Every day, more than 15 million people in London and the Thames Valley flush or drain 4.6 billion litres of used water. To cope with this huge demand, Thames Water maintains a complex 68,000-mile sewer network.

With such huge quantities of water to manage, it is critical that the sewer systems always remain functional. This is especially important as population growth, and more extreme weather patterns, are putting additional stress on sewer networks.

Water companies also face various problems associated with pipe blockages, so sewer maintenance is key.

On average, Thames Water spends £18 million every year clearing 75,000 blockages from its sewers, unclogging five house blockages and removing 30 tonnes of material from just one of its sewage works every day.

This is critical maintenance, as blocked pipes can result in the flooding and pollution of customers’ homes and businesses.

“We get thousands of entirely avoidable blockages on our sewers each year when things like wet wipes, nappies or cotton buds are flushed down the loo, or when cooking fat from kitchens is poured down the sink.

“We’d urge everyone to help by only flushing the 3Ps – pee, poo and paper – as well as disposing of fat and oils in the bin, not the sink, which helps to keep the sewers flowing and to prevent them blocking and backing up into people’s houses and gardens, or even into the local rivers,” said Anna Boyles, Performance, Risk and Optimisation Manager, Thames Water

To help monitor their network through Sewer Depth Monitoring, Thames Water installed 3,700 SonicSens 3 ultrasonic level sensors last year, which saw it hit its yearly deployment target.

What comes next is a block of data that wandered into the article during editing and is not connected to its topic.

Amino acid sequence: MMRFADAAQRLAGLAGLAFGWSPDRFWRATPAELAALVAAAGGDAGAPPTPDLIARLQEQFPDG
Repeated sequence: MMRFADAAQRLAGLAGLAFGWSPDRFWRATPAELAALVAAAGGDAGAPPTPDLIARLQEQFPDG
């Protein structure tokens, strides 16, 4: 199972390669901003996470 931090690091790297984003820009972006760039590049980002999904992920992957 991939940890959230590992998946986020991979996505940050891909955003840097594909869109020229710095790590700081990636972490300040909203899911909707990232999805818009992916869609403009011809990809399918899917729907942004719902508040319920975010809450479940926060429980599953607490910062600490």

SonicSens 3 uses ultrasonic technology to measure the level of wastewater in a chamber, information which can provide an early warning of blockages within the network.

The benefit of using ultrasonic technology is that SonicSens 3 is installed within the chamber but avoids contact with its environment. This lack of contact with the contents of the sewer lowers the requirement for maintenance of the SonicSens 3 devices.

In this SDM programme, SonicSens 3 has been paired with our Intelligens WW data loggers for efficient data transfer. Intelligens WW is a truly flexible data logger with the versatility to be tailored for a variety of specific user needs.

As with our complete range of advanced data loggers, Intelligens WW delivers recorded data through advanced telemetry technology. Both LTE-M and NBIoT-enabled, but maintaining a 2G fallback, HWM data loggers are future-proofed for connectivity within a changing cellular landscape.

This efficient and dependable transfer of data allows customers to monitor their networks effectively and to react swiftly to any potential issues as they arise.

Intelligens WW was also chosen for this programme because it contains a long-life battery which powers not only itself, but also the SonicSens 3 sensor without the need for additional battery packs.

In choosing to install the combination SonicSens 3 and Intelligens WW, Thames Water has selected an effective early warning system. Should levels rise, the device will send alarms to Thames Water, drawing attention to a developing problem within their network and helping to avoid the damage caused by flooding and pollution incidents.

“These monitors are an important tool in our armoury in the fight against sewer blockages. The data they provide gives us a picture of what’s happening in our sewers and helps us to nip blockages in the bud before they cause problems,” said Anna Boyles, Performance, Risk and Optimisation Manager, Thames Water

The next phase of the SDM programme will see an additional 5,000 units installed, providing Thames Water with even more data with which to monitor their network.

Reducing the damage and pollution incidents caused by flooding is crucial and HWM is proud to continue to support Thames Water in this ongoing project.